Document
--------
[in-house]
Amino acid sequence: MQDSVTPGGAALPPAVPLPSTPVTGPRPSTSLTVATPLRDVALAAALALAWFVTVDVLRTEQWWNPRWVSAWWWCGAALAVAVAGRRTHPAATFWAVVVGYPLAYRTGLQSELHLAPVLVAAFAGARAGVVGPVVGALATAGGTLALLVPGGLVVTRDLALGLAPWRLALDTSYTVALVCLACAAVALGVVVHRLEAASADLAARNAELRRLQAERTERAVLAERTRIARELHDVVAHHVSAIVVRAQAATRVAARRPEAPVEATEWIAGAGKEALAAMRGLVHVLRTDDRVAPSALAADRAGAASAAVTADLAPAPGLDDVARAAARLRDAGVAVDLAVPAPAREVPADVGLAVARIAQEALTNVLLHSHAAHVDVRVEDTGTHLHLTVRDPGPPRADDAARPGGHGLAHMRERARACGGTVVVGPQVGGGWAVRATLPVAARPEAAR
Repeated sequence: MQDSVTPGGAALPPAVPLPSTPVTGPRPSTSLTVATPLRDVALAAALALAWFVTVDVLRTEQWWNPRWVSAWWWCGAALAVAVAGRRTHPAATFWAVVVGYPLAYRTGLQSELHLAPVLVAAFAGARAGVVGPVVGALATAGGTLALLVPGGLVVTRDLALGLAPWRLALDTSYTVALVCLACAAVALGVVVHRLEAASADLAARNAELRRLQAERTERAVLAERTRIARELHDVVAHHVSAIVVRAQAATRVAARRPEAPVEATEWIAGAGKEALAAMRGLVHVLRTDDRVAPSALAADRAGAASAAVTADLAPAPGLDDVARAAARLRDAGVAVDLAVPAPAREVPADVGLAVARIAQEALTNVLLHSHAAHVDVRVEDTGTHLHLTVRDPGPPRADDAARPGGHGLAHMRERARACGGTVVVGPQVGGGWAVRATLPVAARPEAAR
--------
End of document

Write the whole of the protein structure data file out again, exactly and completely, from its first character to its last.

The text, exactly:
[in-house]
Amino acid sequence: MQDSVTPGGAALPPAVPLPSTPVTGPRPSTSLTVATPLRDVALAAALALAWFVTVDVLRTEQWWNPRWVSAWWWCGAALAVAVAGRRTHPAATFWAVVVGYPLAYRTGLQSELHLAPVLVAAFAGARAGVVGPVVGALATAGGTLALLVPGGLVVTRDLALGLAPWRLALDTSYTVALVCLACAAVALGVVVHRLEAASADLAARNAELRRLQAERTERAVLAERTRIARELHDVVAHHVSAIVVRAQAATRVAARRPEAPVEATEWIAGAGKEALAAMRGLVHVLRTDDRVAPSALAADRAGAASAAVTADLAPAPGLDDVARAAARLRDAGVAVDLAVPAPAREVPADVGLAVARIAQEALTNVLLHSHAAHVDVRVEDTGTHLHLTVRDPGPPRADDAARPGGHGLAHMRERARACGGTVVVGPQVGGGWAVRATLPVAARPEAAR
Repeated sequence: MQDSVTPGGAALPPAVPLPSTPVTGPRPSTSLTVATPLRDVALAAALALAWFVTVDVLRTEQWWNPRWVSAWWWCGAALAVAVAGRRTHPAATFWAVVVGYPLAYRTGLQSELHLAPVLVAAFAGARAGVVGPVVGALATAGGTLALLVPGGLVVTRDLALGLAPWRLALDTSYTVALVCLACAAVALGVVVHRLEAASADLAARNAELRRLQAERTERAVLAERTRIARELHDVVAHHVSAIVVRAQAATRVAARRPEAPVEATEWIAGAGKEALAAMRGLVHVLRTDDRVAPSALAADRAGAASAAVTADLAPAPGLDDVARAAARLRDAGVAVDLAVPAPAREVPADVGLAVARIAQEALTNVLLHSHAAHVDVRVEDTGTHLHLTVRDPGPPRADDAARPGGHGLAHMRERARACGGTVVVGPQVGGGWAVRATLPVAARPEAAR